Finally, the bill creates exemptions to the requirement that investment advisers have their holdings independently audited at least annually. The exemptions on the surface appear to apply to closely-held funds. It carves out ones whose investors are “officers, directors, and employees” of not just the fund manger, but also of “affiliated persons,” their “officers, directors, and employees,” current and former family members, and “officers, directors, and employees,” who provide or have entered into contracts to provide services….and not just to the investment vehicle itself, but to any of its clients!
It’s easy to see how this provision could be abused by, say, having someone enter into a sham or trivial service agreement to get access to a supposedly hot manager. You can even hear the patter: “The only people who can invest are friends and employees, and OMG have they made boatloads, but the SEC will allow you to invest if we are your client. And that’s really easy to do. Just sign this contract…”
As professor Jennifer Taub stated in her testimony on the bill last month:
Just when private equity funds are in the sunlight thanks to Dodd-Frank and many have been exposed in SEC examinations as in violation of the law, you are now proposing that they be able to hide their tracks. Instead of encouraging a culture of compliance, this bill would provide a loophole for investment adviser recordkeeping requirements. Subjecting communications to confidentiality agreements or keeping them in-house would allow advisers to destroy critical investment records…
The Investment Advisers Modernization Act of 2016 is misnamed. Instead of ushering in modernity, it would send the SEC and investors back to the Dark Ages. Like the other bills today, it is misaligned with the hearing’s title, “Legislative Proposals to Enhance Capital Formation, Transparency, and Regulatory Accountability.” This bill would not enhance capital formation. Instead it would undermine investor protection and trust, which could inhibit or drive up the cost of capital. It would not promote transparency, but allow certain private equity advisers and other private fund advisers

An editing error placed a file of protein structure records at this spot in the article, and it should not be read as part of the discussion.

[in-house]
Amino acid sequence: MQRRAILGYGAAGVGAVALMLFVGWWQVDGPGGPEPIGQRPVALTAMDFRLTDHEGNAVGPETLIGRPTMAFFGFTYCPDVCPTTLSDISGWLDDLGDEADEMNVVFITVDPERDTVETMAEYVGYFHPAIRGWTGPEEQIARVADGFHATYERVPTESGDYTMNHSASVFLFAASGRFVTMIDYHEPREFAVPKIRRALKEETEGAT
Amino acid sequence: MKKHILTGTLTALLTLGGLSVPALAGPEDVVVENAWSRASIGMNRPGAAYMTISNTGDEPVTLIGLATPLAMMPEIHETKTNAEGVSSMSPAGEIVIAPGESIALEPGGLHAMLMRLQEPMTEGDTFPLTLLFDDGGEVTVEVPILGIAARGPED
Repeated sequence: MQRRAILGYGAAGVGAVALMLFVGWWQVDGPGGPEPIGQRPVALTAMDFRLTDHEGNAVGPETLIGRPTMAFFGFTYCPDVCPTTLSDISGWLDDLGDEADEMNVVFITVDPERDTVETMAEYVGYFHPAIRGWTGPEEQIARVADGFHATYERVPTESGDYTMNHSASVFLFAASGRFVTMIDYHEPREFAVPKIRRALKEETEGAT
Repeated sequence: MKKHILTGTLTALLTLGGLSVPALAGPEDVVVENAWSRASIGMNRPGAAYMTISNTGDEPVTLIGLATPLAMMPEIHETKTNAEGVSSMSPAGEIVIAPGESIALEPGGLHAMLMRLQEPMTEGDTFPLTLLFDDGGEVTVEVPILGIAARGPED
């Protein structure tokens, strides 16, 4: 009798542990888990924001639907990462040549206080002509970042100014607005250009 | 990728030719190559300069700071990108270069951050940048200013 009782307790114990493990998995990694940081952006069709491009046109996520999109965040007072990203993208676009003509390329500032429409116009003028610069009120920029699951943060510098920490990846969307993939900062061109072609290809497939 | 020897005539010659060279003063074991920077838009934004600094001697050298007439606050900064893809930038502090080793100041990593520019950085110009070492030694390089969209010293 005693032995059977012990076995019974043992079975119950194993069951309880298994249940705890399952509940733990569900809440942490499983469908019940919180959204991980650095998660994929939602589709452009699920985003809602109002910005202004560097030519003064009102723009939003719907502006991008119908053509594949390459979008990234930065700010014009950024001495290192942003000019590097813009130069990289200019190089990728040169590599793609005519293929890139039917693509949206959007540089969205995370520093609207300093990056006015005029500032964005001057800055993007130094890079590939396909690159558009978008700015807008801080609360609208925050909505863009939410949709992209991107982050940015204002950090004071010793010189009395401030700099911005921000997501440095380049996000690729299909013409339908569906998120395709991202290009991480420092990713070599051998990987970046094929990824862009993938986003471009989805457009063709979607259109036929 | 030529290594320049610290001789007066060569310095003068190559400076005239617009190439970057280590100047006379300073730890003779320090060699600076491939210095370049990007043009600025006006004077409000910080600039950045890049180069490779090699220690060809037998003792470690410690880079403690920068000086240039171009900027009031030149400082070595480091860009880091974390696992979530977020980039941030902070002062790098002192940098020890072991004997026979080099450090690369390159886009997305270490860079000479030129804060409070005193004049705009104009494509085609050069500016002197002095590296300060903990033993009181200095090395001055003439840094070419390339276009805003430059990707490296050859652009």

that have been exposed as lacking in recent SEC examinations to hide their tracks. It would not encourage regulatory accountability. Instead it would punish regulatory success, depriving the SEC of the information and tools it has been using to monitor system-wide risks, identify firm-specific risk, investigate fraud, and enforce the law.
These Democrats supported HR 5424:
Brad Sherman, California
Gregory W. Meeks, New York
David Scott, Georgia
Ed Perlmutter, Colorado
James A. Himes, Connecticut
John C. Carney, Jr., Delaware
Terri A. Sewell, Alabama
Bill Foster, Illinois
Patrick Murphy, Florida
John K. Delaney, Maryland
Kyrsten Sinema, Arizona
Joyce Beatty, Ohio
Juan Vargas, California
If any of them are your Representative, I strongly urge you to call or e-mail them and tell them that this vote establishes that they are captured by the financial services industry and you will be voting against them in November as a result. You can find their contact information here. Thanks for your help!